Figure 2 Callitetrarhynchus gracilis plerocercus from Mugil liza. Detail of the external surface hooks arrangement of the metabasal armature tentacle, showing the 6, 7 and 8 hooks and chainette (ch and ch’). Scale bar = 50 μm. 

Observed features of the specimen: plerocercus with blastocyst, appendix present. Scolex elongated, thin and acraspedote. Two patteliform bothria, notched posterior margin. Pars vaginalis long, tentacle sheaths regularly sinuous, less sinuous in the region of the pars bothrialis. Bulbs elongated. Retractor muscles originate at the anterior 1/3 of bulbs. Pars postbulbosa absent. Principal rows of metabasal armature poeciloacanthous, heteromorphous, forming alternating half-spirals of eight principal hollow hooks, beginning on internal surface. Hooks 1(1´) large and uncinate. Hooks 2(2´) uncinate and largest. Hooks 3(3´) falciform, large with large bases. Hooks 4(4´) and 5(5´) falciform. Hooks 6(6´) spiniform, near external surface. Hook 7(7') elongate, s-shaped, larger than hook 8(8'). Hook 8(8’) slender uncinate. A simple chainette ch (ch’) is present.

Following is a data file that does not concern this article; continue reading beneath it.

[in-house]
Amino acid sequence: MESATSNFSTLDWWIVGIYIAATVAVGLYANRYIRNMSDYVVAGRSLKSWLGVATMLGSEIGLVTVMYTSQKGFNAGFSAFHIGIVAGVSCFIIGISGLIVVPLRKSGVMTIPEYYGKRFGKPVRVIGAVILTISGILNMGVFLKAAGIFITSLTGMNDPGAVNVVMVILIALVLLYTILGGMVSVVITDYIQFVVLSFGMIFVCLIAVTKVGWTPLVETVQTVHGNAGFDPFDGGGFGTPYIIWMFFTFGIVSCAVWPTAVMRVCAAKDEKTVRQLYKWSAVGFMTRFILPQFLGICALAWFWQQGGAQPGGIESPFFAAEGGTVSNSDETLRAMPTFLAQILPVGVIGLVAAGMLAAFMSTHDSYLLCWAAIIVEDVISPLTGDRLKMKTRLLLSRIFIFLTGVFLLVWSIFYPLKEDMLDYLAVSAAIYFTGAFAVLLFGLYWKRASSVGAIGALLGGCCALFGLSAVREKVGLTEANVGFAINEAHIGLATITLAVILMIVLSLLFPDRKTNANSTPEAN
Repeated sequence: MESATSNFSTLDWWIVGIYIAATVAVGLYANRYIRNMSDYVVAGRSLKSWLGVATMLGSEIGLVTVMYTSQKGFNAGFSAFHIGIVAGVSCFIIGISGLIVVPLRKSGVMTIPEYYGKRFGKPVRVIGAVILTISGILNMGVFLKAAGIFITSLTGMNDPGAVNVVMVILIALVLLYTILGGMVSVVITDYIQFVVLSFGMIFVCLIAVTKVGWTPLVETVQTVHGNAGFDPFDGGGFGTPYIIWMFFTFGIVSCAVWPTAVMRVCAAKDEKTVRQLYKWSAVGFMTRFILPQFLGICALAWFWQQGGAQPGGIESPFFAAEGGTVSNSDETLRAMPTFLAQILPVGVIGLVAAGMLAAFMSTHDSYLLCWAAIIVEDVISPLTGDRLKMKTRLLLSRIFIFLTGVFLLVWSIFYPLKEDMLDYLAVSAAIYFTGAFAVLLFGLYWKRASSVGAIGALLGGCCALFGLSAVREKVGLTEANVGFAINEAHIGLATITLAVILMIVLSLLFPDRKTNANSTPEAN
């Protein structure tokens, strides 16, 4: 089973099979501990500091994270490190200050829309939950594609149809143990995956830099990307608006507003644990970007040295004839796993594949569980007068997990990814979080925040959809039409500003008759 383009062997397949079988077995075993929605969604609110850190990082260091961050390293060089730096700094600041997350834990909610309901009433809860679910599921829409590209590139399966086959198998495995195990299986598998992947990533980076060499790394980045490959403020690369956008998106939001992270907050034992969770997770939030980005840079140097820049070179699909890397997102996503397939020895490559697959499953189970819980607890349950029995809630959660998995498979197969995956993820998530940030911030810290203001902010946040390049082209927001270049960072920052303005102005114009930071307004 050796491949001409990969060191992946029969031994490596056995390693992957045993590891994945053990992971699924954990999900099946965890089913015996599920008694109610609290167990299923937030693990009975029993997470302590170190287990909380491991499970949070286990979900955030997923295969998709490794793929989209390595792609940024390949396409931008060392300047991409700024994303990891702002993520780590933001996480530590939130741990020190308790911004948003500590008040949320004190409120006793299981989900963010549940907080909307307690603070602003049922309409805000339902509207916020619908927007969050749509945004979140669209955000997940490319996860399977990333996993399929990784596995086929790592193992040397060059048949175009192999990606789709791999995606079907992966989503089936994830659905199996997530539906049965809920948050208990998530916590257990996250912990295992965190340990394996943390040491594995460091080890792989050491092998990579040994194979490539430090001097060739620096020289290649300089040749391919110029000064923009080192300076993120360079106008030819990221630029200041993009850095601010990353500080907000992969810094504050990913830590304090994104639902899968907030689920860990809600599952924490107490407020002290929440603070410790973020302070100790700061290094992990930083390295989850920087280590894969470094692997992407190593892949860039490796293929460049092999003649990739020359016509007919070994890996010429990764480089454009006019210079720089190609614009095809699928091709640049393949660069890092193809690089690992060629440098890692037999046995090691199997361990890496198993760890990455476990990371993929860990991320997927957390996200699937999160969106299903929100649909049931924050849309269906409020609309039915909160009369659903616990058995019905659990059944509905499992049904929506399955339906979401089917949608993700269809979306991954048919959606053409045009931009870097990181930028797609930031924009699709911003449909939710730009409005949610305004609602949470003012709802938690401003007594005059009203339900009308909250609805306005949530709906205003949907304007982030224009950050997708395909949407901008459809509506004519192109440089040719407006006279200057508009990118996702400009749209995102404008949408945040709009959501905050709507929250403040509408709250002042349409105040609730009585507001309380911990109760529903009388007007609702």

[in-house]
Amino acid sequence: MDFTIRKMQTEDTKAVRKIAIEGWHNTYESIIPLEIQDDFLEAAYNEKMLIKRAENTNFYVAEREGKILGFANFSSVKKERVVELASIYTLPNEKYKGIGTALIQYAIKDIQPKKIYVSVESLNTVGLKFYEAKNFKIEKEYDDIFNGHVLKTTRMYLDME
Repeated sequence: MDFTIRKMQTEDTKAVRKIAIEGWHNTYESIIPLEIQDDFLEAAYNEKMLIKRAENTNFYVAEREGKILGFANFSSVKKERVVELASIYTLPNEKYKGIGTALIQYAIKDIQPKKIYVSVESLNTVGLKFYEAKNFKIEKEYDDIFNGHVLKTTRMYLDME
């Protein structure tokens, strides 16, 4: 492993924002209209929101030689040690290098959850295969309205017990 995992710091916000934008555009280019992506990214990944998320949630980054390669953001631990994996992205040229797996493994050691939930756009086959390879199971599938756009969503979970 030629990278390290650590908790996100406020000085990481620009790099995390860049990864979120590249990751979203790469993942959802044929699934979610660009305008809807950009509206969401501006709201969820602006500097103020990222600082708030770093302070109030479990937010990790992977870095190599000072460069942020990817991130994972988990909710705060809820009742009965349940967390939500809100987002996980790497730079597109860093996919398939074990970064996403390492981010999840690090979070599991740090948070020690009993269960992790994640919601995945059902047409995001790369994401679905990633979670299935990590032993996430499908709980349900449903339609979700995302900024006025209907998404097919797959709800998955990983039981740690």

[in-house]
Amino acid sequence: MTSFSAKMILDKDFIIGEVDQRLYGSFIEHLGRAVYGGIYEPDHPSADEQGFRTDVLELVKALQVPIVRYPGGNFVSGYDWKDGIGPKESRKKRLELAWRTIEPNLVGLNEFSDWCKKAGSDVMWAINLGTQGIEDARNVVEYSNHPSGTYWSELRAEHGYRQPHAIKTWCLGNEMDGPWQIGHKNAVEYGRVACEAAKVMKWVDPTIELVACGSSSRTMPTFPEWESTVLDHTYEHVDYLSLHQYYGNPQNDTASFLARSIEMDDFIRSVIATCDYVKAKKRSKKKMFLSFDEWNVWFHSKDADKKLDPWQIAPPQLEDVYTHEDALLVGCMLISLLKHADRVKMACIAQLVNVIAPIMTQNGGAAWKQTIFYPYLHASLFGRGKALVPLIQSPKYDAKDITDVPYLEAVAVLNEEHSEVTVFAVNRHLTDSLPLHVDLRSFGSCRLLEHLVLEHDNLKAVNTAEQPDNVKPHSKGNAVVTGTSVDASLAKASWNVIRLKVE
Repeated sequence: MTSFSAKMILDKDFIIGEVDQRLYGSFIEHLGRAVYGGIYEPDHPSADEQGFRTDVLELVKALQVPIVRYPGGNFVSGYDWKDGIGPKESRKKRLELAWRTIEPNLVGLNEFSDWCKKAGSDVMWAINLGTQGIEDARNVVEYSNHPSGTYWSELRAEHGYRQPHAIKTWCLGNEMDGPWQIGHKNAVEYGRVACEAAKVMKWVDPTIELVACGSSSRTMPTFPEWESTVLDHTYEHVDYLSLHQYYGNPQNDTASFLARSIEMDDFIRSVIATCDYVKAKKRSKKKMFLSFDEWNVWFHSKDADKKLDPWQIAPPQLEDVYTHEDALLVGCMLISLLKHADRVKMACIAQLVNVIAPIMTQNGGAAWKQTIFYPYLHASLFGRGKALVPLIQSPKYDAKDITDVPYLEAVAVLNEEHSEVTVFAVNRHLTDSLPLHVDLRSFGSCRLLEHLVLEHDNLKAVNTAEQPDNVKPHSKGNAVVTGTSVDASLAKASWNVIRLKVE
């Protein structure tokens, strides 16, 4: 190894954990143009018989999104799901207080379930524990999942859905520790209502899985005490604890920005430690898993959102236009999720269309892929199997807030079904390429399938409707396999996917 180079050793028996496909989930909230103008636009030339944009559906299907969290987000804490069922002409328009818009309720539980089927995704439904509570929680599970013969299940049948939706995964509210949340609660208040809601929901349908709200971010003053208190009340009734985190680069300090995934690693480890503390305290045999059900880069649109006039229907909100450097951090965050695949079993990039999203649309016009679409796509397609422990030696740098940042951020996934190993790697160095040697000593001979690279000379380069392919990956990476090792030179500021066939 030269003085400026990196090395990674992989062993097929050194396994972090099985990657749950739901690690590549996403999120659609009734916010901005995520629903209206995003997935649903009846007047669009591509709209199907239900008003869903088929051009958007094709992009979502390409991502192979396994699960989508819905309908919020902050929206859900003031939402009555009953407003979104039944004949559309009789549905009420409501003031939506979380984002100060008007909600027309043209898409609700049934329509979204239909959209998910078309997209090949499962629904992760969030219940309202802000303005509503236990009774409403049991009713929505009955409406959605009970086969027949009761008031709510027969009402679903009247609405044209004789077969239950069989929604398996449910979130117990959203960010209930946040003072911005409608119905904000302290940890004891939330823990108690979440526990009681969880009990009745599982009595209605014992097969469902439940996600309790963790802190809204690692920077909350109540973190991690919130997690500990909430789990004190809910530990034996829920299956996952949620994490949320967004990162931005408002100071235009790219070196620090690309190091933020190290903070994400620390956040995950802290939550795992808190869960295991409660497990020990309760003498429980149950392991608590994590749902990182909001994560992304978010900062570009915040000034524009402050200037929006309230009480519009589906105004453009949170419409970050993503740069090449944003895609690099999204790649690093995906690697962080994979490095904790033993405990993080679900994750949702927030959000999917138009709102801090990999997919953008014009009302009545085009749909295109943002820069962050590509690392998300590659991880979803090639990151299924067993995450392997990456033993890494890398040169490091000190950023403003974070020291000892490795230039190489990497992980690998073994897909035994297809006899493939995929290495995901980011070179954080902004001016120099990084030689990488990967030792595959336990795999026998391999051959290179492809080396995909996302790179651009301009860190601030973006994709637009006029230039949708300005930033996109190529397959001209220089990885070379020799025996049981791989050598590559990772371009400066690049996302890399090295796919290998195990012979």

Morphometrics provided in Table 1.

Table 1 Morphometric data for Callitetrarhynchus gracilis and Pterobothrium crassicole plerocerci collected from Mugil liza off the coast of the state of Rio de Janeiro, Brazil. 

Callitetrarhynchus gracilis Pterobothrium crassicole
Scolex (L) 2.46 5.17
Appendix (L) 2.82 ____
Appendix (W) 0.22 ____
Pars bothrialis (L) 0.22 0.72
Pars bothrialis (W) 0.15 1.17
Pars vaginalis (L) 2.12 3.37
Pars vaginalis (W) 0.12 0.37
Pars bulbosa (L) 0.34 1.35
Pars bulbosa (W) 0.15 0.60
Bulbs (L) 0.29 - 0.31 (0.30) 1.13 - 1.33 (1.22)
Bulbs (W) 0.07 - 0.08 (0.07) 0.23 - 0.26 (0.25)
Pars postbulbosa ____ 0.62
Tentacles (L) 0.10 - 0.75 (0.32) 0.77 - 1.65 (1.09)

Measurements are in millimeters, means in parentheses. L= length; W= width.

Parasitic indexes: prevalence 0.67%; intensity 1; abundance 0.0067.

Specimen deposited in CHIOC under the number 39063.

Grillotiidae Dollfus, 1969 and Pterobothriidae Pintner, 1931 clade sensu Beveridge, Haseli, Ivanov, Menoret & Schaeffner, 2017

Pterobothrium Diesing, 1850

Pterobothrium crassicole Diesing, 1850 (Figures 3 and 4)

Figure 3 Pterobothrium crassicole from Mugil liza. Entire plerocercus, pars bothrialis (pbo), pars vaginalis (pv), pars bulbosa (pbl) and pars postbulbosa (ppb). Scale bar = 1 mm.